How can cultural barriers lead to wars?

A question of culture

The daily work of many caregivers is multicultural. More and more patients come from different countries. Language barriers and ignorance of foreign cultures can quickly lead to misunderstandings that seriously jeopardize the success of the care.


Caring for pain patients is generally a challenge because pain is a highly subjective sensation. But all the more so for patients from other cultures, because the subjective perception of pain is strongly influenced by the patient's cultural affiliation. It is therefore essential to pay attention to the cultural dimension of pain, because the factors influencing pain experience are different both within one's own culture and across cultures. According to current scientific knowledge, the pain threshold is the same in all people and in all cultures (Kohnen 2007), but the way in which pain is expressed, described and managed is to a large extent influenced by sociocultural factors.

Nurses undoubtedly play a key role in the interdisciplinary team in the context of pain management. They have frequent and intensive contact with patients and are usually the first addressees for expressions of pain. It is therefore helpful if you know about culture-specific expressions of pain.

Different cultures, different expressions of pain

In every culture, there are social norms about when feelings are shown, how clearly they are shown, and where they are shown. These presentation rules not only determine the form of expressions of feeling, but also determine what is considered appropriate or inappropriate. In our Western European culture, it is common to keep feelings under control in public, to show self-controlled behavior and not to express the pain expressively. Sentences like “tough men don't cry”, “an Indian knows no pain” or “clench our teeth” shape our behavior.

In contrast, in other cultures it is socially accepted to show spontaneous feelings and present pain more strongly than we do.

Since nurses have an idea of ​​which expressions of pain are appropriate and which are inappropriate based on their own socio-cultural perspective, expressive expressions of pain can be perceived as strange or even viewed as exceeding norms in patients from other cultures.

If, for example, patients from the Mediterranean or the Middle East expressively express their expressions of pain, this often leads to uncertainty and a feeling of helplessness among caregivers: they are unfamiliar with both the intensity of the expression and the long-lasting lamentation. In everyday nursing, this type of pain expression is sometimes dismissed as an exaggeration, and sometimes there is even a tendency to mistake such patients for simulators. Among other things, this usually happens when the patient shows no signs of relief despite an adequately sufficient dose of pain medication, but continues to show clear pain behavior. Lightly used mocking terms such as “Mama-Mia-Syndrome”, “Morbus Bosporus” or “Morbus Balkan” clearly express the lack of understanding of the caregivers regarding the strange behavior.

Even if the patient's expressions of pain do not always seem objectively appropriate to the internal reality or the organic findings of the pain condition, nurses must take these expressions seriously. Because pain is also interpreted symbolically. Sometimes the presentation of pain is more important than the pain sensation.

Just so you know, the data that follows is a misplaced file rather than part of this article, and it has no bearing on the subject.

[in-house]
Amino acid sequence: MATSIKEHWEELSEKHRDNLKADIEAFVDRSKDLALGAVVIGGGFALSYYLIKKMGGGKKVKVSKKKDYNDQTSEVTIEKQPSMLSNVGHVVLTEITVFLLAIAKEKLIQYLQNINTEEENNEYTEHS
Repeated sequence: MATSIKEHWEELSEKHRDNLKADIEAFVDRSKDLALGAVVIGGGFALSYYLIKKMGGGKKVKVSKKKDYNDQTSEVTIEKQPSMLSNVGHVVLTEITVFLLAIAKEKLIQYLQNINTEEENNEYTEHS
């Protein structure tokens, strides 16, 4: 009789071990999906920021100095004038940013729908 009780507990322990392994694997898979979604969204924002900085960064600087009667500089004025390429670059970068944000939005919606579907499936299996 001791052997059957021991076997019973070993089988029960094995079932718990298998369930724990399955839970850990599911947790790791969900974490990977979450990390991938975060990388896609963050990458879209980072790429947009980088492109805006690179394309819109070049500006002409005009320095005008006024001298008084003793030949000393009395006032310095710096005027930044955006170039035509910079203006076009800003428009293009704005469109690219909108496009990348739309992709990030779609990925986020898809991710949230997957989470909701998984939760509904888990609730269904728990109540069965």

In many southern European and Near Eastern countries, pain is expected to be a sign of illness: Only someone who expresses pain expressly is considered sick. Someone who describes pain rationally is not taken seriously as a sick person. Patients from these cultures also have a strong external conviction of control: They are convinced that they can only cope with the pain with the help of the family. In order to activate family support and care, it is necessary to express the need for help loudly and clearly. In these patients, visiting relatives or friends can subjectively exacerbate the pain. But language barriers can also be the cause of severe expressions of pain. People who, due to insufficient language skills or educational barriers, are not sure whether their needs have been understood, tend to clarify their concerns through drastically exaggerated descriptions.

Patients from Asian, Latin American, African and Arabic-speaking countries often do not express their need for painkillers out of cautious respect for nurses and doctors. They are seen as higher-ranking people who are neither asked for nor asked for anything.

In China especially, it is considered rude to accept something that is offered to a person for the first time. So if this person declines the first offer of a pain reliever, it is advisable to repeat the offer again.

The way in which pain is portrayed is just as strongly influenced by cultural affiliation. Not only are the words used to describe the pain itself, but also the description of its location are different.

For example, patients from Southeastern European and Near Eastern countries express pain very close to the body and holistically. The idea that only one organ or only part of the body can be diseased without impairing the entire physical, emotional and social well-being is inconceivable for these people. Patients from these cultures will therefore neither limit the pain to a painful area or to a specific body region, nor describe how the pain feels.